Wednesday, April 27, 2016

Just Say No To Ornamental Pears!

Pears are pretty every spring for about a week, and the rest of the year they worry you to death with Fire Blight, broken branches, and dieback from girdling roots.  Next time plant a real tree.  Oh Yes, they are an invasive species, too.  They are showing up in timber all over the place.


The Freeholder said...

Ornamental pears--are those also known as a Bradford Pear? White flowers, smell terrible when they bloom? If that is the same tree as I'm thinking of, they never manage to get that big here. Over-grown weeds. They don't even make decent firewood.

David aka True Blue Sam said...

Bradford pears, Callery Pears, CLeveland pears, and others that are similar. They are pretty every year, but they have now become an invasive species as birds spread the seeds around the landscape. The wood is good to add to the barbecue or smoker. Dry it for a year for the wood stove. Our favorite wood is black oak for heat. The large spring pores allow it to dry fast and dry well. Wood with tight pores goes in the stove next to the fire for a warmup and forced drying before rolling it into the fire. It only took me thirty-five years to learn that trick.

The Freeholder said...

Black Oak isn't something you see around here. Red Oak and White Oak are our predominate oak species. I prefer white but red is a lot easier to get. However, I'm a big fan of "free" which means I've become adept at burning all sorts of wood. Fortunately, it isn't as cold for as long (usually), so I can burn softer woods most of the time and save the good hard woods for when the weather goes to crap.

If I'm burning "my wood", it's yellow pine. I hate to burn it--the stuff ought to be made into lumber. Some of these trees are 30" at the butt and 90+' tall. Unfortunately the building code jockeys have made it illegal to build with unless it is cut and milled on site, so there is almost zero market for it. I also don't have enough of it to make a lot of lumber, so it makes no sense to buy a decent mill, even used. I'm considering a Haddon Lumbermaker. Cheap enough that I can justify the cost but good enough that the resulting lumber can be used for outbuildings and such. Or I might try my hand at a log cabin if I can figure out a way to beat the bugs.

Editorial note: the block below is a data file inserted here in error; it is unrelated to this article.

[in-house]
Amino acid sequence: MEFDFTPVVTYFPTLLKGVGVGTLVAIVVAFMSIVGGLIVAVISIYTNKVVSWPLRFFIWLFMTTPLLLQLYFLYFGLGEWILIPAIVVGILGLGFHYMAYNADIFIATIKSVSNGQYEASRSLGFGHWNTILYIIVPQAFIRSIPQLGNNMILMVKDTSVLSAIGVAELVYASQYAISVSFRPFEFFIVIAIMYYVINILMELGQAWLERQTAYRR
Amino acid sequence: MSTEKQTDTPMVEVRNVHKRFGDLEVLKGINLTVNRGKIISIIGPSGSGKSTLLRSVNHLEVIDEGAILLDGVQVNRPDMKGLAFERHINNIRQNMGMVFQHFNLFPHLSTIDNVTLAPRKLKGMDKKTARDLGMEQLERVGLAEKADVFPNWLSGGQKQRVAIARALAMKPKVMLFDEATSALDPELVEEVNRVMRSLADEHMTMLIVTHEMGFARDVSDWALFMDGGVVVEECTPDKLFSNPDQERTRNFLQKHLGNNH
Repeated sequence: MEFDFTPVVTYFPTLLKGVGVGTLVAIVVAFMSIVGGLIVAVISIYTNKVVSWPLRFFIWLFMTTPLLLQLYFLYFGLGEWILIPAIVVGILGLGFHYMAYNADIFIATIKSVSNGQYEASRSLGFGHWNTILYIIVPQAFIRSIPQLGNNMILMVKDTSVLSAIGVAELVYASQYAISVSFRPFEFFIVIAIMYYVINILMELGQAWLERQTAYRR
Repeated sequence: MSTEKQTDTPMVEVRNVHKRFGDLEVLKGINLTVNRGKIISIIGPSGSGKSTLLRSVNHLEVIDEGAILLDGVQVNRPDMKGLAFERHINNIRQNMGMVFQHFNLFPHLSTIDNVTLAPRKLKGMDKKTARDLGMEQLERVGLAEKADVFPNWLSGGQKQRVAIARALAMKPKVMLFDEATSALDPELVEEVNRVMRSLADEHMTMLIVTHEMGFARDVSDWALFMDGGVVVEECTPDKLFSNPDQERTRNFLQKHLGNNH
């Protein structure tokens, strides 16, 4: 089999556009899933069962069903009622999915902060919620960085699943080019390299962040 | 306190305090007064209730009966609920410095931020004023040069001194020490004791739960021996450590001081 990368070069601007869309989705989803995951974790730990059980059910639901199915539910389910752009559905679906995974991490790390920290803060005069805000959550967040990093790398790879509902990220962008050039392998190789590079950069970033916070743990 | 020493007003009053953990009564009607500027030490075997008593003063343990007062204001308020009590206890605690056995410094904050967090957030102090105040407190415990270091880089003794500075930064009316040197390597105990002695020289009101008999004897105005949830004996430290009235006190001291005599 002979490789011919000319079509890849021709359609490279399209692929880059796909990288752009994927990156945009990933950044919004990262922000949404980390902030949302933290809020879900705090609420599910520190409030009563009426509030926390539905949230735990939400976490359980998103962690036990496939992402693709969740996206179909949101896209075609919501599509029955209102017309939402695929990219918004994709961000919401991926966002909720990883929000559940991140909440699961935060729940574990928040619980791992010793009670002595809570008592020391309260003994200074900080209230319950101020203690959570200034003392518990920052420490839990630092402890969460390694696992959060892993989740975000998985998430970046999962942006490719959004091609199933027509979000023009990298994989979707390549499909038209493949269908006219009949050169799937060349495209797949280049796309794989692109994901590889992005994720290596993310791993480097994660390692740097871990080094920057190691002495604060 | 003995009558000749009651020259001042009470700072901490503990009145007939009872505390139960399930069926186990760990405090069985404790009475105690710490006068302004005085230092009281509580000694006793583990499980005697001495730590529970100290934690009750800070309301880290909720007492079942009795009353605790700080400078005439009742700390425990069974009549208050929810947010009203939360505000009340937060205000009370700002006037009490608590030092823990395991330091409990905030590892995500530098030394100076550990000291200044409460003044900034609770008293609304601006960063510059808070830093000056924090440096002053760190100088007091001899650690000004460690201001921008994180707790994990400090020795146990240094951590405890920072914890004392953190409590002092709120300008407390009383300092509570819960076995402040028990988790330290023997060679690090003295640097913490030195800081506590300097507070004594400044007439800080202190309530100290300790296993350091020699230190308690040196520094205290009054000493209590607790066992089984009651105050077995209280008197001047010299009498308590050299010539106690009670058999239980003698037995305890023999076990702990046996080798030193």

David aka True Blue Sam said...

Norhtern Red Oak is a higher quality tree than black oak. Most of our soils in the clay pan area of So. IL are black oak sites rather than Red Oak. Red Oak's advantage over White Oak is the faster drying. That is why we like it. We can cut Black Oak and be burning it in a month. White Oak won't do that.

We tried burning some white pine one winter and plugged our stove pipe into the flue, and had a heck of a time cleaning the glassy creosote out of the chimney.

What are you expected to build with? Southern Yellow Pine is good wood. The best way to buy a lumber mill is to catch an estate sale of some old boy who bought one to play with during his retirement. Keep an eye on estate sales all around your area.

The Freeholder said...

You're absolutely right, white oak takes forever to dry, but it makes wonderful firewood. You can burn pine, but you have to know the trick. First, it has to be absolutely bone dry. If the bark is falling off, it's dry enough. Let it burn hot and fast--don't damp the stove down. It isn't a wood to burn overnight. I've burned it since I was a teenager and if you do it like that, it's no worse than any other wood. Except for you'll burn twice as much of it. :-)

Our building code...folks...expect us to use Douglas Fir. Crappy stuff. It will work, but it's why StrongTies is in business. When we bought this house, I made sure we bought one old enough to be built from yellow pine. You have to pre-drill holes to hang pictures, but it isn't going to go anywhere.

Probably doesn't really make sense for me to own a mill. I've got maybe an acre of good trees. I could maybe make a business of milling for other folks, but most people would rather go to the big box store and buy crappy wood cheap. No one cares if the houses or outbuildings they build will be here in 50 years. "I'll be dead, what does it matter?"

That attitude is why things are going into the toilet around here.